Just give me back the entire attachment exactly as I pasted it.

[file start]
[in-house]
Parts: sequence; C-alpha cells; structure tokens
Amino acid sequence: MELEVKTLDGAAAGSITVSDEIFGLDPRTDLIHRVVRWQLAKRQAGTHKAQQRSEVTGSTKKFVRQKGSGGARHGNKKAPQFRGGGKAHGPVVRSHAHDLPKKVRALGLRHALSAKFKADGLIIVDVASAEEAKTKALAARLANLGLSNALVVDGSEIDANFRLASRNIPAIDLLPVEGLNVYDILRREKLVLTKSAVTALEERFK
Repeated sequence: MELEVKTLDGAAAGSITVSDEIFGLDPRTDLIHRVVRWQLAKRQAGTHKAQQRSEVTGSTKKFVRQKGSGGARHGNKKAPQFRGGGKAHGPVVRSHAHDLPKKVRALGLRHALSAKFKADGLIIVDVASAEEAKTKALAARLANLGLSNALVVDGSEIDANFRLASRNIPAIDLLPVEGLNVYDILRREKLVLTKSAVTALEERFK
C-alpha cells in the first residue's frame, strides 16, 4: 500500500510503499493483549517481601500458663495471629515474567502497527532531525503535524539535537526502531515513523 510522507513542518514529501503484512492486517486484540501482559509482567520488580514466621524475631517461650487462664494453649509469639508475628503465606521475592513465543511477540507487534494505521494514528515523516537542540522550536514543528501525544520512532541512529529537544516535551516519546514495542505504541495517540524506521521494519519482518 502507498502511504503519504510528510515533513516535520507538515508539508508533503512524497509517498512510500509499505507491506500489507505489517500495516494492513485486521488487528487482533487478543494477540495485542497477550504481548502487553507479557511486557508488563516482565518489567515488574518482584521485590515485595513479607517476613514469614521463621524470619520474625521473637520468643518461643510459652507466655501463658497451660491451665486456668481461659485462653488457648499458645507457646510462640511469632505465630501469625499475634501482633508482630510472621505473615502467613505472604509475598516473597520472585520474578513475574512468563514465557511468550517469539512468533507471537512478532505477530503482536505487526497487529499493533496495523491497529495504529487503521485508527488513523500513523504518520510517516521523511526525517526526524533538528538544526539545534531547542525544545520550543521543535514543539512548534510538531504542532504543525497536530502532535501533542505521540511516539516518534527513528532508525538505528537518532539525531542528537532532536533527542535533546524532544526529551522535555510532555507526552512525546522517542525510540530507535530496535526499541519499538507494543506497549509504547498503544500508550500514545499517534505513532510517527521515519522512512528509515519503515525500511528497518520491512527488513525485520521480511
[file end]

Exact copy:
[in-house]
Parts: sequence; C-alpha cells; structure tokens
Amino acid sequence: MELEVKTLDGAAAGSITVSDEIFGLDPRTDLIHRVVRWQLAKRQAGTHKAQQRSEVTGSTKKFVRQKGSGGARHGNKKAPQFRGGGKAHGPVVRSHAHDLPKKVRALGLRHALSAKFKADGLIIVDVASAEEAKTKALAARLANLGLSNALVVDGSEIDANFRLASRNIPAIDLLPVEGLNVYDILRREKLVLTKSAVTALEERFK
Repeated sequence: MELEVKTLDGAAAGSITVSDEIFGLDPRTDLIHRVVRWQLAKRQAGTHKAQQRSEVTGSTKKFVRQKGSGGARHGNKKAPQFRGGGKAHGPVVRSHAHDLPKKVRALGLRHALSAKFKADGLIIVDVASAEEAKTKALAARLANLGLSNALVVDGSEIDANFRLASRNIPAIDLLPVEGLNVYDILRREKLVLTKSAVTALEERFK
C-alpha cells in the first residue's frame, strides 16, 4: 500500500510503499493483549517481601500458663495471629515474567502497527532531525503535524539535537526502531515513523 510522507513542518514529501503484512492486517486484540501482559509482567520488580514466621524475631517461650487462664494453649509469639508475628503465606521475592513465543511477540507487534494505521494514528515523516537542540522550536514543528501525544520512532541512529529537544516535551516519546514495542505504541495517540524506521521494519519482518 502507498502511504503519504510528510515533513516535520507538515508539508508533503512524497509517498512510500509499505507491506500489507505489517500495516494492513485486521488487528487482533487478543494477540495485542497477550504481548502487553507479557511486557508488563516482565518489567515488574518482584521485590515485595513479607517476613514469614521463621524470619520474625521473637520468643518461643510459652507466655501463658497451660491451665486456668481461659485462653488457648499458645507457646510462640511469632505465630501469625499475634501482633508482630510472621505473615502467613505472604509475598516473597520472585520474578513475574512468563514465557511468550517469539512468533507471537512478532505477530503482536505487526497487529499493533496495523491497529495504529487503521485508527488513523500513523504518520510517516521523511526525517526526524533538528538544526539545534531547542525544545520550543521543535514543539512548534510538531504542532504543525497536530502532535501533542505521540511516539516518534527513528532508525538505528537518532539525531542528537532532536533527542535533546524532544526529551522535555510532555507526552512525546522517542525510540530507535530496535526499541519499538507494543506497549509504547498503544500508550500514545499517534505513532510517527521515519522512512528509515519503515525500511528497518520491512527488513525485520521480511